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Cables, Sharks and Servers: Technology and the Geography of the Foreign Exchange Market

Author

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  • Barry Eichengreen
  • Romain Lafarguette
  • Arnaud Mehl

Abstract

We analyze the impact of technology on production and trade in services, focusing on the foreign exchange market. We identify exogenous technological changes by the connection of countries to submarine fiber-optic cables used for electronic trading, but which were not laid for purposes related to the foreign exchange market. We estimate the impact of cable connections on the share of offshore foreign exchange transactions. Cable connections between local markets and matching servers in the major financial centers lower the fixed costs of trading currencies and increase the share of currency trades occurring onshore. At the same time, however, they attenuate the effect of standard spatial frictions such as distance, local market liquidity, and restrictive regulations that otherwise prevent transactions from moving to the major financial centers. Our estimates suggest that the second effect dominates. Technology dampens the impact of spatial frictions by up to 80 percent and increases, in net terms, the share of offshore trading by 21 percentage points. Technology also has economically important implications for the distribution of foreign exchange transactions across financial centers, boosting the share in global turnover of London, the world’s largest trading venue, by as much as one-third.

Suggested Citation

  • Barry Eichengreen & Romain Lafarguette & Arnaud Mehl, 2016. "Cables, Sharks and Servers: Technology and the Geography of the Foreign Exchange Market," NBER Working Papers 21884, National Bureau of Economic Research, Inc.
  • Handle: RePEc:nbr:nberwo:21884
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    Cited by:

    1. Yin-Wong Cheun & Robert N McCauley, 2019. "Geographic spread of currency trading: the renminbi and other EM currencies," BIS Working Papers 806, Bank for International Settlements.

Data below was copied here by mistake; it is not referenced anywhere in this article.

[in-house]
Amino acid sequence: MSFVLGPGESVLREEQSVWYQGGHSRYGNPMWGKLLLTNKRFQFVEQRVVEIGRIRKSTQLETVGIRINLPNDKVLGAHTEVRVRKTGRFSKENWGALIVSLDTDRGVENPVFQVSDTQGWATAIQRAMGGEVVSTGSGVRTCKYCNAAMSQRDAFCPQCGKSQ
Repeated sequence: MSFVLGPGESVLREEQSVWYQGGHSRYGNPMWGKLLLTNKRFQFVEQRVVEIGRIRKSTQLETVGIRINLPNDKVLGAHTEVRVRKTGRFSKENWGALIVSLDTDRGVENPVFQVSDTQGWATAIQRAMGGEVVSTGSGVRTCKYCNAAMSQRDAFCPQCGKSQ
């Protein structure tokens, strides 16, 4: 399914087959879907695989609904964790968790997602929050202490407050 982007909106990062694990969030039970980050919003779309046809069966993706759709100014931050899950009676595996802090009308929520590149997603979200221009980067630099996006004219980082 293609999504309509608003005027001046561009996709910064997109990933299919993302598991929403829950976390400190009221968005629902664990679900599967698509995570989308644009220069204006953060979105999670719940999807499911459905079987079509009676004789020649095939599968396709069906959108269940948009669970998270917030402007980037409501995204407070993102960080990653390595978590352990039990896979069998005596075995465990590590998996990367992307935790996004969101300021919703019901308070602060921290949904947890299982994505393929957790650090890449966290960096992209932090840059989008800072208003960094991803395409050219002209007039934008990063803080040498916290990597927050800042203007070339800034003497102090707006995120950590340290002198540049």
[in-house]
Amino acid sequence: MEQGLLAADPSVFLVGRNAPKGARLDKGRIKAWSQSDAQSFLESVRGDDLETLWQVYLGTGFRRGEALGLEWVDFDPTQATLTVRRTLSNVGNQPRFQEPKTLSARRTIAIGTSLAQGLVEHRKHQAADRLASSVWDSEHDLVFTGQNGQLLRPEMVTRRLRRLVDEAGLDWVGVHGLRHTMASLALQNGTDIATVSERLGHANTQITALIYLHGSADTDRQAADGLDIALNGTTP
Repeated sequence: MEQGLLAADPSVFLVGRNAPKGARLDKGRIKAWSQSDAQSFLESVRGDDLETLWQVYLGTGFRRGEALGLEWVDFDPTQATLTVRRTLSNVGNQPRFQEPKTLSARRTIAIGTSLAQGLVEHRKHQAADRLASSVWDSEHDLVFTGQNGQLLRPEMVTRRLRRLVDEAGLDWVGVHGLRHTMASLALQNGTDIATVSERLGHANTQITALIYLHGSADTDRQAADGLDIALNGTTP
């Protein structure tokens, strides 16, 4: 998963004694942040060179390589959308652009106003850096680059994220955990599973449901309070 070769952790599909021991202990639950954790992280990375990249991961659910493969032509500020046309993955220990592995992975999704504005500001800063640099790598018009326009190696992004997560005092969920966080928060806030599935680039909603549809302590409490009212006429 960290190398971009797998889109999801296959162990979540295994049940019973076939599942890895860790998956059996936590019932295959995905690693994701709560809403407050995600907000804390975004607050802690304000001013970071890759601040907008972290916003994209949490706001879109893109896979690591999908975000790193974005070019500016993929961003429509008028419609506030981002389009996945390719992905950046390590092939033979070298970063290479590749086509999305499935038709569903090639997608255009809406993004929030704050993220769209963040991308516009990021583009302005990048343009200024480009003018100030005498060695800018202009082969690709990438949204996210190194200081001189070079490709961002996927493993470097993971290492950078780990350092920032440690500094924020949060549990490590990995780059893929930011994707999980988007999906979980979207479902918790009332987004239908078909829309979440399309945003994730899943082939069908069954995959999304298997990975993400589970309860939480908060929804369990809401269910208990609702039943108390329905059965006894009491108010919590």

2. Lopez Cordova,Jose Ernesto, 2020. "Digital Platforms and the Demand for International Tourism Services," Policy Research Working Paper Series 9147, The World Bank.
    3. Andreas Schrimpf & Vladyslav Sushko, 2019. "Sizing up global foreign exchange markets," BIS Quarterly Review, Bank for International Settlements, December.
    4. Sam Haltenhof, "undated". "Services Trade and Internet Connectivity," Working Papers 668, Research Seminar in International Economics, University of Michigan.
    5. Yin-Wong Cheung & Louisa Grimm & Frank Westermann, 2020. "The Evolution of Offshore Renminbi Trading: 2016 to 2019," CESifo Working Paper Series 8385, CESifo.
    6. Yin-Wong Cheung & Louisa Grimm & Frank Westermann, 2020. "The Evolution of Offshore Renminbi Trading: 2016 to 2019," IEER Working Papers 119, Institute of Empirical Economic Research, Osnabrueck University.
    7. Yin-Wong Cheung & Robert N McCauley & Chang Shu, 2019. "Geographic spread of currency trading: The renminbi and other EM currencies," GRU Working Paper Series GRU_2019_011, City University of Hong Kong, Department of Economics and Finance, Global Research Unit.
    8. Angelo D'Andrea & Nicola Limodio, 2019. "High-Speed Internet, Financial Technology and Banking in Africa," BAFFI CAREFIN Working Papers 19124, BAFFI CAREFIN, Centre for Applied Research on International Markets Banking Finance and Regulation, Universita' Bocconi, Milano, Italy.
    9. Paulo Sergio Ceretta & Alexandre Silva Da costa, 2017. "The Gap Effect on the Brazilian Exchange," Economics Bulletin, AccessEcon, vol. 37(4), pages 2505-2516.

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    JEL classification:

    • F30 - International Economics - - International Finance - - - General

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